Real Estate News

Despite concerns, New York City may still hold housing promise

Published: 20 Mar 2017

With the influx of residents around cities a recognized problem, it's understandable that some may want to escape this trend. However, the New York Times recently reported that the suburban areas around New York City still seem to have a fair amount of buying activity.

This is a possible benefit for both the local market and anyone looking to move to the NYC area in need of economic housing: it also may go against some of the predictions of a prohibitively competitive region for incoming residents.

Back in December, DNAInfo quoted City Realty, which said that the average price for an apartment in Manhattan had jumped by 91 percent between 2006 and 2016. The same source also predicted that new development could drive a sort of migration, even for dedicated residents in New York boroughs, with the suburbs and South Williamsburg areas opening up in particular. On the other hand, it also said that condo prices could decrease, with some developers even deciding to choose these instead of rental options.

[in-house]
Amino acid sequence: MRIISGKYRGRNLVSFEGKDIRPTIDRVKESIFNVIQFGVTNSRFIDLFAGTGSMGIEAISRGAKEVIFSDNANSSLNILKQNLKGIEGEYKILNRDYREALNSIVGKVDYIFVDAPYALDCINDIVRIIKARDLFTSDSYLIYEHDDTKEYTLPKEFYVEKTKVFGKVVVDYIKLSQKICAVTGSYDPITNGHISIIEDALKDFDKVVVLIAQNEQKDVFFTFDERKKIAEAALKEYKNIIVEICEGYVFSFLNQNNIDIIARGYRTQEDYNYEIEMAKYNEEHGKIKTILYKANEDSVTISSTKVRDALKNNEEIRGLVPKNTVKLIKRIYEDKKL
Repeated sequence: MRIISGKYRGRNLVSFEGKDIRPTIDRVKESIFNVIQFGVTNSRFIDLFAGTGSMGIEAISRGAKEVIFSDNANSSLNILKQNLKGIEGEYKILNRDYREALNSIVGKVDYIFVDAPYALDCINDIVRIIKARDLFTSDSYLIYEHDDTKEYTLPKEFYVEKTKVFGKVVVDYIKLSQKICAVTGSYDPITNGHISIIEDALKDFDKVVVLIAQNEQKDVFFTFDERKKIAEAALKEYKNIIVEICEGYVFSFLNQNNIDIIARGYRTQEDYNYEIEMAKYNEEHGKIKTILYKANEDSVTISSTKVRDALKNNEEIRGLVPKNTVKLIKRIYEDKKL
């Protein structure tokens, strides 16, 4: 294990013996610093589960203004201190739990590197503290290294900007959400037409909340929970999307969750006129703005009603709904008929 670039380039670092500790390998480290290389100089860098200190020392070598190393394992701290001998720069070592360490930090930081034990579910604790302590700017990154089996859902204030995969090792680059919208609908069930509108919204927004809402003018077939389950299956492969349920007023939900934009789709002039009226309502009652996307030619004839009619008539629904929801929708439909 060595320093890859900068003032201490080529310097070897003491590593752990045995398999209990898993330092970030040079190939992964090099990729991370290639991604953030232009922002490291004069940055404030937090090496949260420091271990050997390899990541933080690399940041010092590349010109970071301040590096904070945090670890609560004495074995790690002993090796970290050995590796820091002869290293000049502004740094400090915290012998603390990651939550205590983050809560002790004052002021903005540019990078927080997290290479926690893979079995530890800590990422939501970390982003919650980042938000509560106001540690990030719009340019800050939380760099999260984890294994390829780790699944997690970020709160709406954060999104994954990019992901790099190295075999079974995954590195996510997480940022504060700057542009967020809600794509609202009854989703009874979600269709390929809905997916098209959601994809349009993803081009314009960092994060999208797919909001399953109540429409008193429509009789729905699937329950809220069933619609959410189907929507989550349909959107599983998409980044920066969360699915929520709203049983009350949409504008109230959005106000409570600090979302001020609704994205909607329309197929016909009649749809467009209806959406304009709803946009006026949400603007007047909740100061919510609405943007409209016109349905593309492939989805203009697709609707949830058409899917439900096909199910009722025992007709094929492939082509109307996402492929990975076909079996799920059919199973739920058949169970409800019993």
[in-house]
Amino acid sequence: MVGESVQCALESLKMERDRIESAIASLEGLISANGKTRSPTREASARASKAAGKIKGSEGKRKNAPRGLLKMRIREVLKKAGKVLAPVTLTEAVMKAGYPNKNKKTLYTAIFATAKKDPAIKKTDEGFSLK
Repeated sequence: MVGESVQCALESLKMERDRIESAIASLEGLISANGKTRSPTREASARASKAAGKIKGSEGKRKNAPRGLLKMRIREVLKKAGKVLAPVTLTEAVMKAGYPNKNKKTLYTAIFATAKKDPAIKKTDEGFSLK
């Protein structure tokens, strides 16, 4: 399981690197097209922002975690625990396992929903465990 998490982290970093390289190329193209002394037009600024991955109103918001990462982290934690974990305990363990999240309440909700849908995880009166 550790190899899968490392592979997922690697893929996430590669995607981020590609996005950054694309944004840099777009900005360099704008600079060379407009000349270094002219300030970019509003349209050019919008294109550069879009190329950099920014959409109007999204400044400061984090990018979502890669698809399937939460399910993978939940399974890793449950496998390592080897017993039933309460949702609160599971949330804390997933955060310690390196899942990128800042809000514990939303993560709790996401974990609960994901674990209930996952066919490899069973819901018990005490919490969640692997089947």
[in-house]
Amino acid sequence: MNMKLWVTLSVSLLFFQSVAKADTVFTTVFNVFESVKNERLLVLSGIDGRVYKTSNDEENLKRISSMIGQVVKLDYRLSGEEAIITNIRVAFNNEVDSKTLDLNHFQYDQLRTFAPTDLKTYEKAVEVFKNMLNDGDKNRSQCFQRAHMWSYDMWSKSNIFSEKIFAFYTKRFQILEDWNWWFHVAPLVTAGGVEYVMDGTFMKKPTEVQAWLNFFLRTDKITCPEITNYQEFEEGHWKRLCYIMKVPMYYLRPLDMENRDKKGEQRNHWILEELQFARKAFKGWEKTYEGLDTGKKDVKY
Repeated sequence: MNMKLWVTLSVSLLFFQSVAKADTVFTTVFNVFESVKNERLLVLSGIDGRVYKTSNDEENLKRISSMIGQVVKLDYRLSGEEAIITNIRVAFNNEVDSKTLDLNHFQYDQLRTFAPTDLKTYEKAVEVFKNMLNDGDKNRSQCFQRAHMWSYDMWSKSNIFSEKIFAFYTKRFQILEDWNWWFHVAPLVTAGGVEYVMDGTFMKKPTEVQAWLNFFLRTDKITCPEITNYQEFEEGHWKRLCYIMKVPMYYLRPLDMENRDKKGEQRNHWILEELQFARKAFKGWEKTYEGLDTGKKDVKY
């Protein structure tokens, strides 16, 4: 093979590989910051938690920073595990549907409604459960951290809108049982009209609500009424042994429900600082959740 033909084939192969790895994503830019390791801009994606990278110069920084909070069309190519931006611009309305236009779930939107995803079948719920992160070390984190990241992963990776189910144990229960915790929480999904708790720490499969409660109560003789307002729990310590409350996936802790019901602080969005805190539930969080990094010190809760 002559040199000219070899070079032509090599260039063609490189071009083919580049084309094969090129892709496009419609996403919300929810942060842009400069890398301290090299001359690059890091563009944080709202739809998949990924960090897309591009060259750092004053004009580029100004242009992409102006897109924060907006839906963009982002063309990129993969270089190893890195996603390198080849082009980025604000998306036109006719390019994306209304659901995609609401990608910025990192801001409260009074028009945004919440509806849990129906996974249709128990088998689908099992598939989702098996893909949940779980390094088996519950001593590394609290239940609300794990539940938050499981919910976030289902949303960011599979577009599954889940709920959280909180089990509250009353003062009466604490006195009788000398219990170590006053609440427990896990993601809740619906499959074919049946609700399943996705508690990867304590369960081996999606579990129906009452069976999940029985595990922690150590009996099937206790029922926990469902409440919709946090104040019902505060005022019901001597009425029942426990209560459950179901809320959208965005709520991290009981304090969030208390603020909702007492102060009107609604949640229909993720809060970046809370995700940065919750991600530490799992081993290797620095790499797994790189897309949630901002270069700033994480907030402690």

Contradicting that is a more recent article from The New York Times, saying that sales have been more consistent during this time in suburbs around the city. It spoke to Miller Samuel President Jonathan Miller on the notable trends seen since November in particular.

"Anecdotally, the brokerage community said literally the day after the election there was a pop—activity jumped," Miller said. "We saw the same thing after the 2012 election. When the numbers come in for the first quarter, I think we'll see an uptick over a year ago."

The official New York City website said that the Housing New York plan has provided 62,506 affordable homes over the past three years for low-income residents, representing a resource for this demographic.